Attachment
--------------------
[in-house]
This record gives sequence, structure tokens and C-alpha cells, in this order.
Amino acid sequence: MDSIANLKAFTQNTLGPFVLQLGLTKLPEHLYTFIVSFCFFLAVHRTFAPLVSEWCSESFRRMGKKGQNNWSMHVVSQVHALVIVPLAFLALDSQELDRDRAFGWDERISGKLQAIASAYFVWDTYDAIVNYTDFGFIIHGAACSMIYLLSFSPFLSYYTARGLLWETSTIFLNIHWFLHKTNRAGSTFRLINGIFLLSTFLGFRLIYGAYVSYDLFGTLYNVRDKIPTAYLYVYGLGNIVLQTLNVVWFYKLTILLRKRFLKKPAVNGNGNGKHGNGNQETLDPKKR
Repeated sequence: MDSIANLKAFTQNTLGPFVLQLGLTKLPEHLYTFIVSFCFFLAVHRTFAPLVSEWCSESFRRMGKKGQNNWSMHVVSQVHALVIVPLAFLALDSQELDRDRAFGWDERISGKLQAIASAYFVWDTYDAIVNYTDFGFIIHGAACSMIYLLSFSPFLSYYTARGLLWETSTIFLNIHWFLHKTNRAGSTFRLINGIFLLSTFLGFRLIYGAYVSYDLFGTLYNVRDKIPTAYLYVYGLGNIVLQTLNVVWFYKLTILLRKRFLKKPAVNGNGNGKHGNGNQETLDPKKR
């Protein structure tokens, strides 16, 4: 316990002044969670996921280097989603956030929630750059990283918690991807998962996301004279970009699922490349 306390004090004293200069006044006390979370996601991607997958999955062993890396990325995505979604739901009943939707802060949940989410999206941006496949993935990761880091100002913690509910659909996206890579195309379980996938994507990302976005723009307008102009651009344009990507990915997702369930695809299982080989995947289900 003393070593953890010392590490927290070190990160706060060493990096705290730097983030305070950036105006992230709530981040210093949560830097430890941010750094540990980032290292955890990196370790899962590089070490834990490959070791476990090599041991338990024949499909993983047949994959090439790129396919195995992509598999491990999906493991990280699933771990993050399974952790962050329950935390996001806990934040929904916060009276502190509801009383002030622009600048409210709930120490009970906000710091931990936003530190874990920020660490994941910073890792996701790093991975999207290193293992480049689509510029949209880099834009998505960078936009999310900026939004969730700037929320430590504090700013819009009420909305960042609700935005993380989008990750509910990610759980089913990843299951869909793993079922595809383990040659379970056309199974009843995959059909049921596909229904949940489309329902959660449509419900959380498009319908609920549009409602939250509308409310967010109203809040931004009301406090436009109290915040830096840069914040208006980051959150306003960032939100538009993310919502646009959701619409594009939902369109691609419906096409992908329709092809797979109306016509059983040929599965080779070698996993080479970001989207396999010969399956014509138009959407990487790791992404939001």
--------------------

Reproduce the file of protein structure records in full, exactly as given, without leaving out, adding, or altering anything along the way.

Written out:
[in-house]
This record gives sequence, structure tokens and C-alpha cells, in this order.
Amino acid sequence: MDSIANLKAFTQNTLGPFVLQLGLTKLPEHLYTFIVSFCFFLAVHRTFAPLVSEWCSESFRRMGKKGQNNWSMHVVSQVHALVIVPLAFLALDSQELDRDRAFGWDERISGKLQAIASAYFVWDTYDAIVNYTDFGFIIHGAACSMIYLLSFSPFLSYYTARGLLWETSTIFLNIHWFLHKTNRAGSTFRLINGIFLLSTFLGFRLIYGAYVSYDLFGTLYNVRDKIPTAYLYVYGLGNIVLQTLNVVWFYKLTILLRKRFLKKPAVNGNGNGKHGNGNQETLDPKKR
Repeated sequence: MDSIANLKAFTQNTLGPFVLQLGLTKLPEHLYTFIVSFCFFLAVHRTFAPLVSEWCSESFRRMGKKGQNNWSMHVVSQVHALVIVPLAFLALDSQELDRDRAFGWDERISGKLQAIASAYFVWDTYDAIVNYTDFGFIIHGAACSMIYLLSFSPFLSYYTARGLLWETSTIFLNIHWFLHKTNRAGSTFRLINGIFLLSTFLGFRLIYGAYVSYDLFGTLYNVRDKIPTAYLYVYGLGNIVLQTLNVVWFYKLTILLRKRFLKKPAVNGNGNGKHGNGNQETLDPKKR
């Protein structure tokens, strides 16, 4: 316990002044969670996921280097989603956030929630750059990283918690991807998962996301004279970009699922490349 306390004090004293200069006044006390979370996601991607997958999955062993890396990325995505979604739901009943939707802060949940989410999206941006496949993935990761880091100002913690509910659909996206890579195309379980996938994507990302976005723009307008102009651009344009990507990915997702369930695809299982080989995947289900 003393070593953890010392590490927290070190990160706060060493990096705290730097983030305070950036105006992230709530981040210093949560830097430890941010750094540990980032290292955890990196370790899962590089070490834990490959070791476990090599041991338990024949499909993983047949994959090439790129396919195995992509598999491990999906493991990280699933771990993050399974952790962050329950935390996001806990934040929904916060009276502190509801009383002030622009600048409210709930120490009970906000710091931990936003530190874990920020660490994941910073890792996701790093991975999207290193293992480049689509510029949209880099834009998505960078936009999310900026939004969730700037929320430590504090700013819009009420909305960042609700935005993380989008990750509910990610759980089913990843299951869909793993079922595809383990040659379970056309199974009843995959059909049921596909229904949940489309329902959660449509419900959380498009319908609920549009409602939250509308409310967010109203809040931004009301406090436009109290915040830096840069914040208006980051959150306003960032939100538009993310919502646009959701619409594009939902369109691609419906096409992908329709092809797979109306016509059983040929599965080779070698996993080479970001989207396999010969399956014509138009959407990487790791992404939001």